Bullen v. Brown

Annotate this Case

535 So. 2d 76 (1988)

Judy BULLEN, executrix of the estate of Lois Brown, deceased, and Eulalia Brown v. Gene BROWN, et al.


Supreme Court of Alabama.

July 29, 1988.

Rehearing Denied October 21, 1988.

Rebecca Lou Green, Red Bay, for appellants.

Lindsey Mussleman Davis of Holt, McKenzie, Holt & Mussleman, Florence, for appellees.

BEATTY, Justice.

Appeal by Judy Bullen, executrix of the estate of Lois Brown, deceased, and by Eulalia Brown, widow of Lois Brown, from a judgment entered upon a jury verdict in favor of the contestants of a document offered as Lois Brown's last will. We reverse and remand.

Brown died on April 16, 1986. On that date Judy Bullen filed in the probate court a petition for probate of the will, and the next day, April 17, 1986, she filed her petition for letters testamentary. Her letters were granted on May 2, 1986, and the will was admitted to probate on that date.

*77 Apparently a hearing was set in the probate court for May 29, 1986, and then postponed until June 23, 1986. On May 30, 1986, notices of the hearing set for June 23, 1986, were sent by certified mail to the heirs of Lois Brown, i.e., Linda Brewer, Gene Brown, and Mary Hall. That hearing, likewise, appears to have been postponed until August 6, 1986. The record does not reflect whether or not any notices of the new hearing date were sent to the above-named heirs. However, it is clear that they did know of that date because, on July 25, 1986, they filed in the probate court a motion for a continuance containing the following grounds:

"1. That said heirs of Lois Brown have employed the services of one Lamar Miller as an expert to analyze the handwriting on the purported Will. That said expert has requested further time in which to examine the documents, more particularly requesting to review and see the original Will. And that said examination cannot be completed by August 6, 1986. "2. That the crucial issue in this case is the validity of the Will and said heirs are hereby requesting the Court's indulgence in extending the time in which to have the handwriting expert further examine the contested document." (Emphasis added.)

Bullen filed an answer in opposition to that request, asserting that one postponement had already been accorded for the same purpose, and that a further continuance would work a hardship on the widow. The motion for a continuance was denied by the probate court on August 6, 1986. However, in the meantime, the above named heirs of Lois Brown, pursuant to Code of 1975, § 12-11-41, petitioned the probate court, and apparently the circuit court as well, for the removal of the estate on the ground that "the said estate can best be administered in the Circuit Court." See § 12-11-41. The circuit court, on August 5, 1986, ordered the removal, and on August 12, 1986, the probate court entered an order removing the estate to circuit court.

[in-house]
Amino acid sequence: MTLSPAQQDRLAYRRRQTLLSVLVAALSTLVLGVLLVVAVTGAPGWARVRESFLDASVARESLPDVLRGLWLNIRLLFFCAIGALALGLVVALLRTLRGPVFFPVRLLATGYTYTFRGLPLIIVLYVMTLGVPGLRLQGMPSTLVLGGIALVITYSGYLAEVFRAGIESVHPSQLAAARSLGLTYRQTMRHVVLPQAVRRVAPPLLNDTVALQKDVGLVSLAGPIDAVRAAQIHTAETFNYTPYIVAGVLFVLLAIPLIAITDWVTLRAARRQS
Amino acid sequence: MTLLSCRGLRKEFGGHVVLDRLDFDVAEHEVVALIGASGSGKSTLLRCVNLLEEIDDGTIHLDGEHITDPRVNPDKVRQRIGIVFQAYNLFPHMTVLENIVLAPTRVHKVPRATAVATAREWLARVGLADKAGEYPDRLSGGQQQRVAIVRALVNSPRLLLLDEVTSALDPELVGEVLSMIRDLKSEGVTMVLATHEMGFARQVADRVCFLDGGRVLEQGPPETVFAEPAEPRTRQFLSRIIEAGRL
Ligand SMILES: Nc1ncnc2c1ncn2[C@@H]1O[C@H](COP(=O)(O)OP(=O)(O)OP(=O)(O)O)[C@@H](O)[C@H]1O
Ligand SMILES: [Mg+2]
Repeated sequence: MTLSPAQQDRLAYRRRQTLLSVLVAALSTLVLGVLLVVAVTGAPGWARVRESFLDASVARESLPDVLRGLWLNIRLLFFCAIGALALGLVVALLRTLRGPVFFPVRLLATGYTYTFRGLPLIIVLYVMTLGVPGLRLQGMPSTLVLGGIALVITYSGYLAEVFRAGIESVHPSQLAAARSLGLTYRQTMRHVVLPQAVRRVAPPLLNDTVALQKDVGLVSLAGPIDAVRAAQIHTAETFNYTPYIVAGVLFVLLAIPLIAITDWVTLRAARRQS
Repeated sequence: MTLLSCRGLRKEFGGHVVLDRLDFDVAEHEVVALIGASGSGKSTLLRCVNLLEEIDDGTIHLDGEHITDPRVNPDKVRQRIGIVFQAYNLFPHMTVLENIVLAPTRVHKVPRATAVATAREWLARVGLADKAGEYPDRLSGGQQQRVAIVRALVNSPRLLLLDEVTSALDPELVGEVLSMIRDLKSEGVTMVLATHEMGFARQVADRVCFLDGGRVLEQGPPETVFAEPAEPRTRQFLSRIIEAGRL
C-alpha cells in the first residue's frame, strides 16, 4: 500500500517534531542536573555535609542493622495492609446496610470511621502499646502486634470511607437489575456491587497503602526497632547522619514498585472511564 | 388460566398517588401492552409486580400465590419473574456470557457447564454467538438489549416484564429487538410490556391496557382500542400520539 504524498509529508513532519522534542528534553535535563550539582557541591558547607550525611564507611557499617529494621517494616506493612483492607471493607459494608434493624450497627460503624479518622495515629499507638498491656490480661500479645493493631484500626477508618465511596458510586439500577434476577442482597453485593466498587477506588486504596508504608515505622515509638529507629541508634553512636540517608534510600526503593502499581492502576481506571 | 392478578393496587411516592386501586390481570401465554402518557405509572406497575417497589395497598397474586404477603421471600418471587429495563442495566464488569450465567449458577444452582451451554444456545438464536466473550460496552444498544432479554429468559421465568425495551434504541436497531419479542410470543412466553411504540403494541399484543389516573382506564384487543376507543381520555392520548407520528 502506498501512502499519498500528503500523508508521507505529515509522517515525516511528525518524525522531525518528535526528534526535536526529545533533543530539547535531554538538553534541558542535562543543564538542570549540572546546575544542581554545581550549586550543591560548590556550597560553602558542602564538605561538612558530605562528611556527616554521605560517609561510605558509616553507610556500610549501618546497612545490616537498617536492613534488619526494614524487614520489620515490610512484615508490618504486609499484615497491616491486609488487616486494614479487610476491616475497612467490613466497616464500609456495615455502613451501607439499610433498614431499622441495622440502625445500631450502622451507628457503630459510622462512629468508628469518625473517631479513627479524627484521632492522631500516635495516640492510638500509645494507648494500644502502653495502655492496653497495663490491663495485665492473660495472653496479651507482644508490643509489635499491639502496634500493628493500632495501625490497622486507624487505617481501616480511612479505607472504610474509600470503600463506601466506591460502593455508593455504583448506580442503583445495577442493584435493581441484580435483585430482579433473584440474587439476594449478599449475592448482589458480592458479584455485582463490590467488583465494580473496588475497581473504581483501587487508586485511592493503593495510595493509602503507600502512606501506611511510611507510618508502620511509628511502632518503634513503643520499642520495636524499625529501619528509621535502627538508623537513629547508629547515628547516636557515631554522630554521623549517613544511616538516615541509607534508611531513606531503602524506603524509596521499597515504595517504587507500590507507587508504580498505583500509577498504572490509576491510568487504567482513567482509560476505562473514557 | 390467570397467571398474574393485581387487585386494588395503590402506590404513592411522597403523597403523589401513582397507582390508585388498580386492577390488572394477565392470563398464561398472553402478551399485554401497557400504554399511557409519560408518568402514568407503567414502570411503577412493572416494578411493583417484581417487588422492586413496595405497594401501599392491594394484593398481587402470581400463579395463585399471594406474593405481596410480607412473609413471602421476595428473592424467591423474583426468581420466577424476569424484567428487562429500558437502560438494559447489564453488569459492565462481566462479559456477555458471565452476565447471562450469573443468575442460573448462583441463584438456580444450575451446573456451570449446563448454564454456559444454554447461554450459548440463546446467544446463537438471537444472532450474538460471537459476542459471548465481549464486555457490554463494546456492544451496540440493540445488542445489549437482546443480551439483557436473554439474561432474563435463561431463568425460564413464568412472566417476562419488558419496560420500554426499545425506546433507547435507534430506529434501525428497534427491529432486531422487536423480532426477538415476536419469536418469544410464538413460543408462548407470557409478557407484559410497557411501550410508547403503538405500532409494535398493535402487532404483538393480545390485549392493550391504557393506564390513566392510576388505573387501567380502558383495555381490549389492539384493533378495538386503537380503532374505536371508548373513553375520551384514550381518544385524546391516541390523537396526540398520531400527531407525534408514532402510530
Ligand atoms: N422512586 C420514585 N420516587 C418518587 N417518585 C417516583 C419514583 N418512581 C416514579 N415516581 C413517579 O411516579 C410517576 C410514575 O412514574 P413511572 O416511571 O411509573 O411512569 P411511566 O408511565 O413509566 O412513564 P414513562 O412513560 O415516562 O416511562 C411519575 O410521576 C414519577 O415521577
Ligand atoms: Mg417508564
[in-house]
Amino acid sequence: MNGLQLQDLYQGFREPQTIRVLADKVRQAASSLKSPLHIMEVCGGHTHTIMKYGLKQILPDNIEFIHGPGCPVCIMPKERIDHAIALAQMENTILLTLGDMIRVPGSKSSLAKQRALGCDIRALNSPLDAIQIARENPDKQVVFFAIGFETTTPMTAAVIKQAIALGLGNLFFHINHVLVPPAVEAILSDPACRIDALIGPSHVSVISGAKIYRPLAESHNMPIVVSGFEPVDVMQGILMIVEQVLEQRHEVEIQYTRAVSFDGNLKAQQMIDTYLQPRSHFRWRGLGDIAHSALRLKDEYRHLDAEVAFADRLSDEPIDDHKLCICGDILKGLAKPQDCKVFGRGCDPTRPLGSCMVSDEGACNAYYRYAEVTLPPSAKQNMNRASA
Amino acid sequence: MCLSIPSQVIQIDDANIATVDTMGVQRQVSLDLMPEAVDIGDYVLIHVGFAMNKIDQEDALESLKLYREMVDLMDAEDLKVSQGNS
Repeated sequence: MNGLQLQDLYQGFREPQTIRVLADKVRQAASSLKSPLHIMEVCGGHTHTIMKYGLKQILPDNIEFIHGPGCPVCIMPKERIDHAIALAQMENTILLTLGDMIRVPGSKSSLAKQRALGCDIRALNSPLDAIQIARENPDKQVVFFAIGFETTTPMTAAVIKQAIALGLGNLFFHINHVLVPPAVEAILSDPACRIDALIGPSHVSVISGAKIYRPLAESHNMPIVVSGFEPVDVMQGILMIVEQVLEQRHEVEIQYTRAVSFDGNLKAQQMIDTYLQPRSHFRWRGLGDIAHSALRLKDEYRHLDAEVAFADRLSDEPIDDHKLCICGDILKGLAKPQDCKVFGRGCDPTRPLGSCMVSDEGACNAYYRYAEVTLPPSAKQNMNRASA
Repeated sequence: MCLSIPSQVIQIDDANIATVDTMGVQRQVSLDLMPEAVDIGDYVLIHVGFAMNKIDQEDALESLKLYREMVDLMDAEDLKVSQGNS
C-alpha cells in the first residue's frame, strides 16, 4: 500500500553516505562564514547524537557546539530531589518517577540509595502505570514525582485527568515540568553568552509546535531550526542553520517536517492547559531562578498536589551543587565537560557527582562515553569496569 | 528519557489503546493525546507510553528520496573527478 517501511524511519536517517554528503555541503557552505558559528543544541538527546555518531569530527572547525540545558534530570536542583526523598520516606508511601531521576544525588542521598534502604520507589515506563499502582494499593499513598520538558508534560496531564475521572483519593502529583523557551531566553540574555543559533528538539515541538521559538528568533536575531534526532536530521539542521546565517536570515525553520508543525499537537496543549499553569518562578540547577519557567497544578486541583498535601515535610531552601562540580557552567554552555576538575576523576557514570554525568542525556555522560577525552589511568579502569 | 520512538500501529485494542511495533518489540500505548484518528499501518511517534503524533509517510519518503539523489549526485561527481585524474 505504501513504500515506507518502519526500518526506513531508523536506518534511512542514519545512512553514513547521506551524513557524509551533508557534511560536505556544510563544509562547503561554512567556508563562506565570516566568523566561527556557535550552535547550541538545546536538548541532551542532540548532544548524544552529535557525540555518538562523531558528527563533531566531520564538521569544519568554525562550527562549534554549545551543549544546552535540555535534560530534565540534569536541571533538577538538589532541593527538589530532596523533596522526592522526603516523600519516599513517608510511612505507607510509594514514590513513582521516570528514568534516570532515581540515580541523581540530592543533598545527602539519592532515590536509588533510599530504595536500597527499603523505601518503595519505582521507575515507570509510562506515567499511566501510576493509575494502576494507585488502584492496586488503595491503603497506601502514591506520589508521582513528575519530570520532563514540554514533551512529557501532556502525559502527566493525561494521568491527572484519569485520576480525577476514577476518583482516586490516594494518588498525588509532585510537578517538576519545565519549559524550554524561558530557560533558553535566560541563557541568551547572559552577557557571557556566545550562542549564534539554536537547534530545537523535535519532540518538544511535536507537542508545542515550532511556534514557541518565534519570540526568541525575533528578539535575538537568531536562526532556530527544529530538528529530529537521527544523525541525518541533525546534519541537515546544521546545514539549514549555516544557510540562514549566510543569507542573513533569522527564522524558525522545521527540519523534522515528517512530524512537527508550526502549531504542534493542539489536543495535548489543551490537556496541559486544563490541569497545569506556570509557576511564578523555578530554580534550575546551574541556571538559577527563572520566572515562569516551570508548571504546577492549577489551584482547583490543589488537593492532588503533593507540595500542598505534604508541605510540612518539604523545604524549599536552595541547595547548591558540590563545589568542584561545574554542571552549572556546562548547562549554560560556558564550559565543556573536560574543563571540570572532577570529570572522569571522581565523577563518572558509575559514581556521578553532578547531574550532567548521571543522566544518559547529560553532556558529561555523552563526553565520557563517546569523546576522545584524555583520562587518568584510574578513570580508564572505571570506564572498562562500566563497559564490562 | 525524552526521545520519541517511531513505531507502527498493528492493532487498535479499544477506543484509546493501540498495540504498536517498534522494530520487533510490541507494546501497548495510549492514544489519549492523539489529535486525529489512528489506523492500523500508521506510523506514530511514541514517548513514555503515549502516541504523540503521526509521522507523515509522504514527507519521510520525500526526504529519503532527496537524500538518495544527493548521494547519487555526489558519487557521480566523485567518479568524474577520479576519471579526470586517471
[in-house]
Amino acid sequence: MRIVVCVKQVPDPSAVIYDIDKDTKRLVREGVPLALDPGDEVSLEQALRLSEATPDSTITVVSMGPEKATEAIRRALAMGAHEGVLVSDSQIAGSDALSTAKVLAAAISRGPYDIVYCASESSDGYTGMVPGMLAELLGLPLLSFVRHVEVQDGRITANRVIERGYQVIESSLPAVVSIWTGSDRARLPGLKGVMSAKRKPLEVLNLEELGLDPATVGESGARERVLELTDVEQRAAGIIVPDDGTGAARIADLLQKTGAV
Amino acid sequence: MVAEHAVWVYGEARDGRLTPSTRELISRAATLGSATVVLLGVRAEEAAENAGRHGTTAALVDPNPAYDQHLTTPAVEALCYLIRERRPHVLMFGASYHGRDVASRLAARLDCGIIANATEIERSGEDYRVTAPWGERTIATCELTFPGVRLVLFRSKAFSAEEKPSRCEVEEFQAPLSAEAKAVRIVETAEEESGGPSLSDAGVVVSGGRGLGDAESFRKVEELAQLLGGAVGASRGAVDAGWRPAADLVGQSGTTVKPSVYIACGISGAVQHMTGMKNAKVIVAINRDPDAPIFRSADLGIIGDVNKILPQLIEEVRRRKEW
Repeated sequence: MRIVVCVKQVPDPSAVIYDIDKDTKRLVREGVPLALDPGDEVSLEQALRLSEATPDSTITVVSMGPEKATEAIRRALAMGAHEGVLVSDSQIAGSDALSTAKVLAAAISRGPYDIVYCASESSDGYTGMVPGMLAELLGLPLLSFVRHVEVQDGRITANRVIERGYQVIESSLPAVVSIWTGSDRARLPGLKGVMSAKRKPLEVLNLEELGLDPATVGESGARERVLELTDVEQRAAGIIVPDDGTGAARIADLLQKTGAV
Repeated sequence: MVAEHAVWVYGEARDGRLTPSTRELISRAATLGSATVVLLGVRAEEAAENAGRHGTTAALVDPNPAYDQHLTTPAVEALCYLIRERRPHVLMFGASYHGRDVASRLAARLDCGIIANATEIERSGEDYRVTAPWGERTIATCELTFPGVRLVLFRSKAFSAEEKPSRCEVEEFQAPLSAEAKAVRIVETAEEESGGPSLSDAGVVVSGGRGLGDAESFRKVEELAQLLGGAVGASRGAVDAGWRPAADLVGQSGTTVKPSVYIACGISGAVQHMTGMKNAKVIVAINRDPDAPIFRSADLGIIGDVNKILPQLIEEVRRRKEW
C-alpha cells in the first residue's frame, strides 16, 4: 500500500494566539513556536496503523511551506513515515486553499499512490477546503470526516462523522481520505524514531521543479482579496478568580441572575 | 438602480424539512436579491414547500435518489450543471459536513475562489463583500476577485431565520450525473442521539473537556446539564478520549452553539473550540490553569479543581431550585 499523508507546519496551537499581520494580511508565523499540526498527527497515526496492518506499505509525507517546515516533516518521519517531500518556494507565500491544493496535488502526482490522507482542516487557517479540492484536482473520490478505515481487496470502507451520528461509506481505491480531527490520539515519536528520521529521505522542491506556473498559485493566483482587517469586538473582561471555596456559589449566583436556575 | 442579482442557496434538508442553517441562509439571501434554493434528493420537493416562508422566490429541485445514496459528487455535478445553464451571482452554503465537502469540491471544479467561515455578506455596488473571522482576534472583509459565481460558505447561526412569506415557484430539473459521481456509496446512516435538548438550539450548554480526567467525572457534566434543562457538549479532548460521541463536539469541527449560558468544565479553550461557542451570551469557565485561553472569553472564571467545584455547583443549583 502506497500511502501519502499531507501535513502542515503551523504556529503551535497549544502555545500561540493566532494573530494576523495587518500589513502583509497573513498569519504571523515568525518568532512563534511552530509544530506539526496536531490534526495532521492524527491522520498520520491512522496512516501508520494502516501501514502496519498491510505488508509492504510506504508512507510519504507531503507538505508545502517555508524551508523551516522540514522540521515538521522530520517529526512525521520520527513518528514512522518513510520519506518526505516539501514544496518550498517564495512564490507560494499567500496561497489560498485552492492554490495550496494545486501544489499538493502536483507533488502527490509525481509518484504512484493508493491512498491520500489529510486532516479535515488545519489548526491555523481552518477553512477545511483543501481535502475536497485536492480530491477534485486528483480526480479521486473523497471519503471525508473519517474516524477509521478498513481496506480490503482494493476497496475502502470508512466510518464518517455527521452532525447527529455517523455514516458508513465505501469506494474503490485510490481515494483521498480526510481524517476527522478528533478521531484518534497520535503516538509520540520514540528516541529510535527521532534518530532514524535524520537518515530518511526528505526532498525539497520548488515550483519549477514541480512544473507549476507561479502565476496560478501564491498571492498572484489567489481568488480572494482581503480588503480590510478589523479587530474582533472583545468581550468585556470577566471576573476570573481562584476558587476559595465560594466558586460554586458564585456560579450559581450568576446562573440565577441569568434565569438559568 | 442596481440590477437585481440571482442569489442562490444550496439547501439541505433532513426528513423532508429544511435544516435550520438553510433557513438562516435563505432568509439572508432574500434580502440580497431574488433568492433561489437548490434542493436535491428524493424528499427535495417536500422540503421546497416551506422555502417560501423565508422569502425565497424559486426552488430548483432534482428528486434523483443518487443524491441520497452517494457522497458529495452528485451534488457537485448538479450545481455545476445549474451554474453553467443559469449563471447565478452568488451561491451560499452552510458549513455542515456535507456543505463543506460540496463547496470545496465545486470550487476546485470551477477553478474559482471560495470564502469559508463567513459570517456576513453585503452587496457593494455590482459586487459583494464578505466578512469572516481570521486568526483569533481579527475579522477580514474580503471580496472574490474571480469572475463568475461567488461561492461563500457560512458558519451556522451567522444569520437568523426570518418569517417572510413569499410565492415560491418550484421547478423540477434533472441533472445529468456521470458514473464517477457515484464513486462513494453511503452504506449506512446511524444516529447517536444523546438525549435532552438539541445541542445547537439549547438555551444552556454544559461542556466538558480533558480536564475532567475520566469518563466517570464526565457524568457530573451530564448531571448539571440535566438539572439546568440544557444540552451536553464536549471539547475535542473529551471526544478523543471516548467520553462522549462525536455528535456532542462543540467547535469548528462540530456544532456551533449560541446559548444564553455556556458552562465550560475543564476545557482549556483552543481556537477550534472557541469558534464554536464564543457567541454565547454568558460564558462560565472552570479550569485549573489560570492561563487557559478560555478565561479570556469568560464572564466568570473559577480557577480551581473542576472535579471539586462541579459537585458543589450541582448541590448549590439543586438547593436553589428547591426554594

Then on December 15, 1986, Bullen, the executrix, moved the circuit court to set a hearing, citing as grounds the prior postponements and the resulting hardships sustained by the widow. Thereupon the circuit court set a scheduling conference for January 21, 1987. The ensuing order from that conference required that motions be filed on or before May 1, 1987, and set the trial date as May 11, 1987.

On April 22, 1987, the heirs of Lois Brown filed an amendment to their petition for removal by adding the following:

"Said Petitioners further allege that they are contesting the probate of the purported will of Lois Brown and allege that at the time of the execution of said will that Lois Brown was unsound of mind and incapable of duly executing said will and any execution thereof was the result of undue influence and that said signature is not that of Lois Brown. "WHEREFORE, said Petitioners pray that this Honorable Court deny the admission to probate the will of Lois Brown and for such other different and further relief to which they in these premises have shown themselves to be entitled."

A later amendment to the "complaint" added this paragraph: "That the source of the undue influence on said Lois Brown was his wife, Eulalia Brown who overpowered the true wishes and desires of said Lois Brown."

Following the filing of that amendment, Bullen, the executrix, filed her motion to dismiss. Because the contents of that motion postulate the position of the proponents-appellants on this appeal, the pertinent parts of that motion are quoted below:

"This action was filed in the Probate Court of Franklin County, Alabama on August 6, 1986. A copy of Letters Testamentary is attached hereto as Exhibit `A' and incorporated by reference.

". . . .

"No Complaint was filed in this cause.

". . . .

"On August 4, 1986, Gene Brown, Linda Brewer and Mary Hall, children and heirs at law of Lois Brown, deceased, by and through their attorney of record, *78 filed a petition to remove this action to the Circuit Court of Franklin County, Alabama. A copy of said petition is attached hereto as Exhibit `B' and incorporated by reference.

". . . .

"On April 21 [sic], 1987, Linda Brewer, Gene Brown and Mary Hall filed an Amendment to Petition for removal to Circuit Court in an attempt to state a cause of action in said Petition.

". . . .

"More than six (6) months had elapsed following the Petition for Letters Testamentary without the filing of a Complaint in this action.

". . . .

"Under Section 43-8-199, Code of Alabama, a Complaint must be filed within six (6) months after the admission of such will to probate. Ex Parte Pearson, [241 Ala. 467, 3 So. 2d 5 (1941)]. As of this date, no Complaint has been filed. "WHEREFORE, premises considered, Judy Bullen, Executrix of the Estate of Lois Brown, Deceased, moves the Court to dismiss this action."